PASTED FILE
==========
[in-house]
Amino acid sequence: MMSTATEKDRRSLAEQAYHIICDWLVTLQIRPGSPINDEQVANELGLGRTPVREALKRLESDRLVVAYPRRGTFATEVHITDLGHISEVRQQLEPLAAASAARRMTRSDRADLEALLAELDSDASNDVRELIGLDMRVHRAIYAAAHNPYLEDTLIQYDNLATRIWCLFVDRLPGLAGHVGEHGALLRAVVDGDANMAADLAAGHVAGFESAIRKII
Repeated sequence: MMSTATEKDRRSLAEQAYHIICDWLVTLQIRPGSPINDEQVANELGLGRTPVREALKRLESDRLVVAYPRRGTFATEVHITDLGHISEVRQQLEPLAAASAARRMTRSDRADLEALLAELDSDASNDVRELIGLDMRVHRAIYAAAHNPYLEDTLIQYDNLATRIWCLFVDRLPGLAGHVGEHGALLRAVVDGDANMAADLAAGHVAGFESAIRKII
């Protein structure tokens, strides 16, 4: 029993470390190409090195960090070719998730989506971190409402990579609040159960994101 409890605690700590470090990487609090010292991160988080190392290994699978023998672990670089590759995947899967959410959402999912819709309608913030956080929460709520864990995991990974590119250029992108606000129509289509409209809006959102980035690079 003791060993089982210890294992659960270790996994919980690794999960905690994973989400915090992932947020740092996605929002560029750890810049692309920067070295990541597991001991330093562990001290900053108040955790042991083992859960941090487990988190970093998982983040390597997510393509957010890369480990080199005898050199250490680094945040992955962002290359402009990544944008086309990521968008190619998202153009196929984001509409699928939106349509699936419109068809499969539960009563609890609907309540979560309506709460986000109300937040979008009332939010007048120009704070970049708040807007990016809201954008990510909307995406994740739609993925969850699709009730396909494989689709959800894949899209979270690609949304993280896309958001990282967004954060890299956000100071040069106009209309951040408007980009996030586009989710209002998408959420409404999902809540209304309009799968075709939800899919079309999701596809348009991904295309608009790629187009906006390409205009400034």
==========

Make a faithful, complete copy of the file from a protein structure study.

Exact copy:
[in-house]
Amino acid sequence: MMSTATEKDRRSLAEQAYHIICDWLVTLQIRPGSPINDEQVANELGLGRTPVREALKRLESDRLVVAYPRRGTFATEVHITDLGHISEVRQQLEPLAAASAARRMTRSDRADLEALLAELDSDASNDVRELIGLDMRVHRAIYAAAHNPYLEDTLIQYDNLATRIWCLFVDRLPGLAGHVGEHGALLRAVVDGDANMAADLAAGHVAGFESAIRKII
Repeated sequence: MMSTATEKDRRSLAEQAYHIICDWLVTLQIRPGSPINDEQVANELGLGRTPVREALKRLESDRLVVAYPRRGTFATEVHITDLGHISEVRQQLEPLAAASAARRMTRSDRADLEALLAELDSDASNDVRELIGLDMRVHRAIYAAAHNPYLEDTLIQYDNLATRIWCLFVDRLPGLAGHVGEHGALLRAVVDGDANMAADLAAGHVAGFESAIRKII
């Protein structure tokens, strides 16, 4: 029993470390190409090195960090070719998730989506971190409402990579609040159960994101 409890605690700590470090990487609090010292991160988080190392290994699978023998672990670089590759995947899967959410959402999912819709309608913030956080929460709520864990995991990974590119250029992108606000129509289509409209809006959102980035690079 003791060993089982210890294992659960270790996994919980690794999960905690994973989400915090992932947020740092996605929002560029750890810049692309920067070295990541597991001991330093562990001290900053108040955790042991083992859960941090487990988190970093998982983040390597997510393509957010890369480990080199005898050199250490680094945040992955962002290359402009990544944008086309990521968008190619998202153009196929984001509409699928939106349509699936419109068809499969539960009563609890609907309540979560309506709460986000109300937040979008009332939010007048120009704070970049708040807007990016809201954008990510909307995406994740739609993925969850699709009730396909494989689709959800894949899209979270690609949304993280896309958001990282967004954060890299956000100071040069106009209309951040408007980009996030586009989710209002998408959420409404999902809540209304309009799968075709939800899919079309999701596809348009991904295309608009790629187009906006390409205009400034």